The Society's website states that it offers "a range of articles on very diverse subjects - but all seeking to show that the Bible provides a solid foundation not only for our understanding of origins but also for every aspect of life." The Intelligent Design and Evolution Awareness Center, a student organisation promoting intelligent design, included the BCS website among 19 given their highest rating for usefulness, out of 67 that promote intelligent design or creationism.
The BCS publishes a journal, Origins (formerly Biblical Creation) two or three times a year.
The British Centre for Science Education, which opposes the teaching of creationism in UK schools, acknowledges that the Biblical Creation Society "appears to be the second largest of the UK's dedicated creationist organisations" and "has some very highly educated members and associates".
Another prominent member, David C. Watts (a senior lecturer in biomaterials science at the University of Manchester), went even further in diverging from the American view, described giving primacy to the question of the age of the Earth a "great mistake" and admitted the possibility that life existed before the Edenic creation. His views slowly moved to progressive creationism.
The Society or its officers have been invited to represent the creationist case when the creation-evolution controversy is debated in the UK. In the 1986 the Society's President, Edgar Andrews, represented the BCS in the Huxley Memorial Debate at the Oxford Union, seconded by A. E. Wilder-Smith. Their proposition was "That the Doctrine of Creation is more valid than the Theory of Evolution". They lost the debate to Richard Dawkins and John Maynard Smith who opposed this proposition.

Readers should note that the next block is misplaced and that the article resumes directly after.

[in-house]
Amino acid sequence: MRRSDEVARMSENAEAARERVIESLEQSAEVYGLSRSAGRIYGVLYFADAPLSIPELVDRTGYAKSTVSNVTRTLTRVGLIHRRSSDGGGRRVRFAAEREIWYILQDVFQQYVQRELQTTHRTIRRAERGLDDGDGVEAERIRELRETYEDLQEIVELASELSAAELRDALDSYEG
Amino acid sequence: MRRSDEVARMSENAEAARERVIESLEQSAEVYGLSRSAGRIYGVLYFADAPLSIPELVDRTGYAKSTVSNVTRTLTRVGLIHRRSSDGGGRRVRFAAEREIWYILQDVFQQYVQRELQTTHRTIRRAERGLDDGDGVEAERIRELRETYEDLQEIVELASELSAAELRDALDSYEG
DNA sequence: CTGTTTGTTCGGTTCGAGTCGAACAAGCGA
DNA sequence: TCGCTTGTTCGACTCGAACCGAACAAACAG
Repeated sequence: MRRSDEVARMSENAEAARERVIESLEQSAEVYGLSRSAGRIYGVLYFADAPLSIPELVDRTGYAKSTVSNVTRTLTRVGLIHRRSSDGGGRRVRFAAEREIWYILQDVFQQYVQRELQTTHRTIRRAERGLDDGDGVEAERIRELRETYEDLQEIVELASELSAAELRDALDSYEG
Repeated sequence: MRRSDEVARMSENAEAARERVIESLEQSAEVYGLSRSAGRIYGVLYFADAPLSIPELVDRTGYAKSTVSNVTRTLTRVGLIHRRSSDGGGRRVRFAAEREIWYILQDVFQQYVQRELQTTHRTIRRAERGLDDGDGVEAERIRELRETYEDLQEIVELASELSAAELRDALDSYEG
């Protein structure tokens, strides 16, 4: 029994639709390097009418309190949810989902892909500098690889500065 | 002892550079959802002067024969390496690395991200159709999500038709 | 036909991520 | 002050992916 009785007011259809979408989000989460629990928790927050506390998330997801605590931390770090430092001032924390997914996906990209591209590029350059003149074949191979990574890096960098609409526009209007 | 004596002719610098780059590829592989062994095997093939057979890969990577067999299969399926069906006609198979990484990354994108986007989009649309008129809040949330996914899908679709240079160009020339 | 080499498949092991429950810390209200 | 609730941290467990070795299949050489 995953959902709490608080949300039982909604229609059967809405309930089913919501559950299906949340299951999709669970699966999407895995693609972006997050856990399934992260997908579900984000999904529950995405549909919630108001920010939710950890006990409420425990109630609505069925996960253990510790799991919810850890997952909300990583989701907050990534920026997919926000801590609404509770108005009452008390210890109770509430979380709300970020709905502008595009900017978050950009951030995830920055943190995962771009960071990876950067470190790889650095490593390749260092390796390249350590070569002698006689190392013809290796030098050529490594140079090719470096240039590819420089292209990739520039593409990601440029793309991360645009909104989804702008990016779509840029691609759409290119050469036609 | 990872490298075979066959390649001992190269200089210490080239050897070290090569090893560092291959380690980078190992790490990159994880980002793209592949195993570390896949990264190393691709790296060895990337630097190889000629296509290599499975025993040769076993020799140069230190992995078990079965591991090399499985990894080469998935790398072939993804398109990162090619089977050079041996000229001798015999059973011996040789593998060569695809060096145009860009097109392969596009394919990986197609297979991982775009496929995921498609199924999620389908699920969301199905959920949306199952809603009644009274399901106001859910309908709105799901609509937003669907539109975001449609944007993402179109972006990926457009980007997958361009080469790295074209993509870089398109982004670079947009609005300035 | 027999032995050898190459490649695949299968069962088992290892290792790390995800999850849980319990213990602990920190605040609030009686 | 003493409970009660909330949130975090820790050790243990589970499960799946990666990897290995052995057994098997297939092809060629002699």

The Society has supported conferences organised by evangelical churches. However, not all evangelicals or Christians agree with their position. Some members of the Research Scientists' Christian Fellowship (who do not individually or collectively identify themselves as "creationist" but which, as one of the as one of the professional groups of the UCCF, held to the same Doctrinal Basis as the BCS) met with members of the BCS to identify their points of disagreement. This meeting resulted in the publication of eight questions to the BCS on the application of Biblical authority to the question of evolution.
In 2006 the prominent creationist group Answers in Genesis posted a page disputing the 'Recolonisation Theory' and accusing its supporters of "compromis[ing] on the truth of Scripture". The Committee of the BCS responded stating that the accusation was against "several members of BCS (who are also contributors to Origins)", that BCS "do[es] not take a collective position on the Recolonisation Model", but that labelling them as "compromisers" was unjustified, and that placing it along "alongside 'articles on compromises of Scripture such as the Gap Theory, the Framework Hypothesis, Theistic Evolution and Progressive Creation' is totally unwarranted.